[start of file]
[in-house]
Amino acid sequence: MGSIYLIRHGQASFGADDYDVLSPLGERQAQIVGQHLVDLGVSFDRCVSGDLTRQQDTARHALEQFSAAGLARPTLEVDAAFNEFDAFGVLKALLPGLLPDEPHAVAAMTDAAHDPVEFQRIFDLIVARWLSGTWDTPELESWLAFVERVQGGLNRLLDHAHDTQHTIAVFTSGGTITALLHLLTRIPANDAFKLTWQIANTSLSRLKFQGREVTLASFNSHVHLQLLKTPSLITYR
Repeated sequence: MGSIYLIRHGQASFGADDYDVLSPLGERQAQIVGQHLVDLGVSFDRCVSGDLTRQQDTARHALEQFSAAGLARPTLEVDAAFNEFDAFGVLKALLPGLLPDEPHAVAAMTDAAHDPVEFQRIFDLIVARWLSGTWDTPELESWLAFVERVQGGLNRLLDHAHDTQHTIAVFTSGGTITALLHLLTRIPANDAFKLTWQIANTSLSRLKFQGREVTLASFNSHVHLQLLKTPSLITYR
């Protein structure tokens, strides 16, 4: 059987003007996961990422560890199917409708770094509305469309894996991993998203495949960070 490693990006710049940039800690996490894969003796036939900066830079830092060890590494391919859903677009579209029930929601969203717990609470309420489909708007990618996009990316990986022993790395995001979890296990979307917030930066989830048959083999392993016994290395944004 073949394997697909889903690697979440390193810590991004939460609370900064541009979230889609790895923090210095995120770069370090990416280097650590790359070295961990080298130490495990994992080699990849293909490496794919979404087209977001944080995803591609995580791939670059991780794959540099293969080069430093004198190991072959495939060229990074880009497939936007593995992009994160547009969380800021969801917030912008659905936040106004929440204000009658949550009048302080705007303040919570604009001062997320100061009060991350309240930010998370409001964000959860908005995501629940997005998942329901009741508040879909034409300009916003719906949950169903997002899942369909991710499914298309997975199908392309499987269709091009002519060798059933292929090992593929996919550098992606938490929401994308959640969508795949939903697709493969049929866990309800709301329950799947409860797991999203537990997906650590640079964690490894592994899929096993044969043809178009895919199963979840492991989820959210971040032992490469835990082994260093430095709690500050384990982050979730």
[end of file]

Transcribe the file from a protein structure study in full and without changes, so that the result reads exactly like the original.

[in-house]
Amino acid sequence: MGSIYLIRHGQASFGADDYDVLSPLGERQAQIVGQHLVDLGVSFDRCVSGDLTRQQDTARHALEQFSAAGLARPTLEVDAAFNEFDAFGVLKALLPGLLPDEPHAVAAMTDAAHDPVEFQRIFDLIVARWLSGTWDTPELESWLAFVERVQGGLNRLLDHAHDTQHTIAVFTSGGTITALLHLLTRIPANDAFKLTWQIANTSLSRLKFQGREVTLASFNSHVHLQLLKTPSLITYR
Repeated sequence: MGSIYLIRHGQASFGADDYDVLSPLGERQAQIVGQHLVDLGVSFDRCVSGDLTRQQDTARHALEQFSAAGLARPTLEVDAAFNEFDAFGVLKALLPGLLPDEPHAVAAMTDAAHDPVEFQRIFDLIVARWLSGTWDTPELESWLAFVERVQGGLNRLLDHAHDTQHTIAVFTSGGTITALLHLLTRIPANDAFKLTWQIANTSLSRLKFQGREVTLASFNSHVHLQLLKTPSLITYR
């Protein structure tokens, strides 16, 4: 059987003007996961990422560890199917409708770094509305469309894996991993998203495949960070 490693990006710049940039800690996490894969003796036939900066830079830092060890590494391919859903677009579209029930929601969203717990609470309420489909708007990618996009990316990986022993790395995001979890296990979307917030930066989830048959083999392993016994290395944004 073949394997697909889903690697979440390193810590991004939460609370900064541009979230889609790895923090210095995120770069370090990416280097650590790359070295961990080298130490495990994992080699990849293909490496794919979404087209977001944080995803591609995580791939670059991780794959540099293969080069430093004198190991072959495939060229990074880009497939936007593995992009994160547009969380800021969801917030912008659905936040106004929440204000009658949550009048302080705007303040919570604009001062997320100061009060991350309240930010998370409001964000959860908005995501629940997005998942329901009741508040879909034409300009916003719906949950169903997002899942369909991710499914298309997975199908392309499987269709091009002519060798059933292929090992593929996919550098992606938490929401994308959640969508795949939903697709493969049929866990309800709301329950799947409860797991999203537990997906650590640079964690490894592994899929096993044969043809178009895919199963979840492991989820959210971040032992490469835990082994260093430095709690500050384990982050979730």